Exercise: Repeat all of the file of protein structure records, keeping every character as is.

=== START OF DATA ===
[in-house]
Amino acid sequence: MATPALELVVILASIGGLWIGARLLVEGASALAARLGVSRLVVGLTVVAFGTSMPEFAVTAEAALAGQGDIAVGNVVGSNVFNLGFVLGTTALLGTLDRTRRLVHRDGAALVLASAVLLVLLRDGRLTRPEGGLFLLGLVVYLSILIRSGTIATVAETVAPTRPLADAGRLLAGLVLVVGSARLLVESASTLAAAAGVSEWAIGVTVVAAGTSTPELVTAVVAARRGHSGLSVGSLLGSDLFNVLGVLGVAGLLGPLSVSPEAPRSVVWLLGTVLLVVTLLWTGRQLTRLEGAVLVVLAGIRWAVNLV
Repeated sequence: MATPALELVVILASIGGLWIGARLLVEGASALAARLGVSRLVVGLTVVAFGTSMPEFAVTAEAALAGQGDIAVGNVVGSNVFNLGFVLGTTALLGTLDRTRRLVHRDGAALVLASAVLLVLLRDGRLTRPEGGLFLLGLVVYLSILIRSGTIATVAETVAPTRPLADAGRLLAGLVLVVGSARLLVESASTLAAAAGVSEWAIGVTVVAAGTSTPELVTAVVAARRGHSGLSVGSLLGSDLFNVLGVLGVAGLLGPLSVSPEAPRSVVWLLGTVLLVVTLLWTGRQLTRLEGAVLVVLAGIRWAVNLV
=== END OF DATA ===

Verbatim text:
[in-house]
Amino acid sequence: MATPALELVVILASIGGLWIGARLLVEGASALAARLGVSRLVVGLTVVAFGTSMPEFAVTAEAALAGQGDIAVGNVVGSNVFNLGFVLGTTALLGTLDRTRRLVHRDGAALVLASAVLLVLLRDGRLTRPEGGLFLLGLVVYLSILIRSGTIATVAETVAPTRPLADAGRLLAGLVLVVGSARLLVESASTLAAAAGVSEWAIGVTVVAAGTSTPELVTAVVAARRGHSGLSVGSLLGSDLFNVLGVLGVAGLLGPLSVSPEAPRSVVWLLGTVLLVVTLLWTGRQLTRLEGAVLVVLAGIRWAVNLV
Repeated sequence: MATPALELVVILASIGGLWIGARLLVEGASALAARLGVSRLVVGLTVVAFGTSMPEFAVTAEAALAGQGDIAVGNVVGSNVFNLGFVLGTTALLGTLDRTRRLVHRDGAALVLASAVLLVLLRDGRLTRPEGGLFLLGLVVYLSILIRSGTIATVAETVAPTRPLADAGRLLAGLVLVVGSARLLVESASTLAAAAGVSEWAIGVTVVAAGTSTPELVTAVVAARRGHSGLSVGSLLGSDLFNVLGVLGVAGLLGPLSVSPEAPRSVVWLLGTVLLVVTLLWTGRQLTRLEGAVLVVLAGIRWAVNLV